March 17, 2023
Video available at: https://youtu.be/iNWQD1IzdMw
Tánaiste Micheál Martin, Minister for Foreign Affairs and Minister for Defence, Ireland: Good morning. Mayor Adams, ladies and gentlemen, happy St. Patrick's Day to you all. I'm going to thank Mayor Adams for opening up your home to the Irish and to the friends of Ireland in celebration of St. Patrick's Day. For those of you who may not know, my name is Micheàl Martin, Deputy Prime Minister of Ireland, Tánaiste, Minister for Foreign Affairs and Minister for Defense. And it's a great privilege for me to be with you this morning in this wonderful home. And I know it's a tradition for the mayor to host this breakfast. No one here takes it for granted and everyone greatly appreciates it, Mayor. Thank you very much indeed.
It is wonderful that you host this reception and by extension recognize the positive contribution to this great vibrant city made by successive generations of immigrants, including so many from Ireland who have made New York their home. Your city's history is interwoven with Ireland and the Irish, and I'm delighted to bring warm greetings from the government and from the people of Ireland to you and to everyone gathered here.
Mayor Eric, I'm in the United States on the eve of an important anniversary, 25 years since the signing of the Good Friday Agreement in April, 1998. America's support for peace on the island of Ireland was critical in reaching that agreement. Throughout the peace process and ever since, the bipartisan support of the many friends of Ireland across all levels of government and from communities across the United States has been essential. And each time that a crisis has arisen and the support of the United States has been sought, including in recent years, it has been given.
This ongoing commitment from the White House to Gracie Mansion continues to make a real difference to the lives of people in Northern Ireland. And it is our privilege to use the occasion of the 25th anniversary to honor the unique contribution of the United States and this great city to the peace process. Through you Mayor, and to all of you, I sincerely say thank you from the bottom of our hearts.
Today, we mark the Irish, US partnership as New York celebrates its heritage and we celebrate together. Mayor Adams, thank you once again for hosting us here this morning. I'm a proud citizen of Cork in Ireland and inevitably Corkonians are followed everywhere by Kerry people reminding us of their greatness. And that has happened this morning also. But today, I will be marching in the parade nationally, representing all of you in the parade and looking very much forward to it.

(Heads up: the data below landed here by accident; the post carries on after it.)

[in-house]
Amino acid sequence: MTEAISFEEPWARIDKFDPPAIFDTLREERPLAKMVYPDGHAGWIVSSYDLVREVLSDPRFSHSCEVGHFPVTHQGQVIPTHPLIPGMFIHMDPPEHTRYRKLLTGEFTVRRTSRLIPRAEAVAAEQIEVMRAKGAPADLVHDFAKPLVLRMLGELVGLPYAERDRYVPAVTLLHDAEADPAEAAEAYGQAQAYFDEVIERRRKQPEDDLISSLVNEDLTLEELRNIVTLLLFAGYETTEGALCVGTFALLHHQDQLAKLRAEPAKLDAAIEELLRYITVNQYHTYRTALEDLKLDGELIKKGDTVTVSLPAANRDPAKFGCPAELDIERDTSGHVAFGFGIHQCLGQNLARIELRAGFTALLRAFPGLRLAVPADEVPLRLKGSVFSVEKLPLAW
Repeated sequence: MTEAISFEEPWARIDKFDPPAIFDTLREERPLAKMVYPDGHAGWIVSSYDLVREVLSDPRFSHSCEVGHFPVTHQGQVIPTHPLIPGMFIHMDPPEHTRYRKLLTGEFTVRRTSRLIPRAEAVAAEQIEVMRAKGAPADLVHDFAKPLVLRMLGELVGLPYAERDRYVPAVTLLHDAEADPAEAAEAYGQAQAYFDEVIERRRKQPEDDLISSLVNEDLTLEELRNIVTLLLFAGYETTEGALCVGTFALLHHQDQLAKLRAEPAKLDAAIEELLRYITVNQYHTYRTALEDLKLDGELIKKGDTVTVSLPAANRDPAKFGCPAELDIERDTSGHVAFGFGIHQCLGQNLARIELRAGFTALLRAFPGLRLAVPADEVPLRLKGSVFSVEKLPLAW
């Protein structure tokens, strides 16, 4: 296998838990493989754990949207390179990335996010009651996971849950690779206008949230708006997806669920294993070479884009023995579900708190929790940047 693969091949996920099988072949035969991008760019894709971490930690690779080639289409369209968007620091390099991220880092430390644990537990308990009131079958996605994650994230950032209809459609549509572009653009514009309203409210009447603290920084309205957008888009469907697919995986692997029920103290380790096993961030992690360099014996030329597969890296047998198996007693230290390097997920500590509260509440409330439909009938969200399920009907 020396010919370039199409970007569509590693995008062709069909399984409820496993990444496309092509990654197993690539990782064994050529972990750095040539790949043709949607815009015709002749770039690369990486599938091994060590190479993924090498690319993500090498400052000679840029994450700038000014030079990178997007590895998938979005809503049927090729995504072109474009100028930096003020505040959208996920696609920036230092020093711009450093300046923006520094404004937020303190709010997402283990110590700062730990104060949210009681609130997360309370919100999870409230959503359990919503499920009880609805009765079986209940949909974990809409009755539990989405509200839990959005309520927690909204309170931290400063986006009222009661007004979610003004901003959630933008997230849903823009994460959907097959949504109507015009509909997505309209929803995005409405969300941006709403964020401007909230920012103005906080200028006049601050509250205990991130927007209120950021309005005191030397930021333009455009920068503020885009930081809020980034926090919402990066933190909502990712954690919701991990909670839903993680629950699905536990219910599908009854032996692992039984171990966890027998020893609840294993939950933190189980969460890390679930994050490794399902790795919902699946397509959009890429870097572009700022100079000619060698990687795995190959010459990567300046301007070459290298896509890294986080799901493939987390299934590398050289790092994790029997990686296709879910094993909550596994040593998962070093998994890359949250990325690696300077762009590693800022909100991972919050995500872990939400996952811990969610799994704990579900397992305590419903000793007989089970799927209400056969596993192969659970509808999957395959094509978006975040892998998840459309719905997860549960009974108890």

So, [Speaks in Gaelic]. Happy St. Patrick's Day and see you all on Fifth Avenue.
Mayor Eric Adams: The voice of announcement forgot to say O'Adams, O'Adams. Really, happy St. Patrick’s Day and thank you so much for being here. And to all of our dignitaries and I just want some of our folks to come up, particularly Congressman Crowley. Joe, can you come up? Where's Joe?
Come on. Come on up, brother. Come on up. We want to see you. Senator, my brother, Tim Kennedy, come on up. Come on and stand up here. These are just good friends. And my good friend Councilman Danny Dromm. And my amazing dean of the congressional delegation that's here as well. Congressman, how are you? It's good to see you. Congressman Nadler is the dean of our delegation and he's fighting on behalf of us to ensure that we receive the resources we need here in the city.
And I just really want to take a moment and thank all of our leaders that's here, particularly the representative of the United Kingdom, Barbara Woodward, permanent representative of the UN, United Kingdom, Emma Wade-Smith, the Consul General Helena Nolan, Consul General of Ireland, of the, just getting all my notes here, can't read my own handwriting. And really just all of us, our permanent representative to the UN as well and just all of us for coming here to together. And I just wanted everyone to come here and join the stage with me because we are united.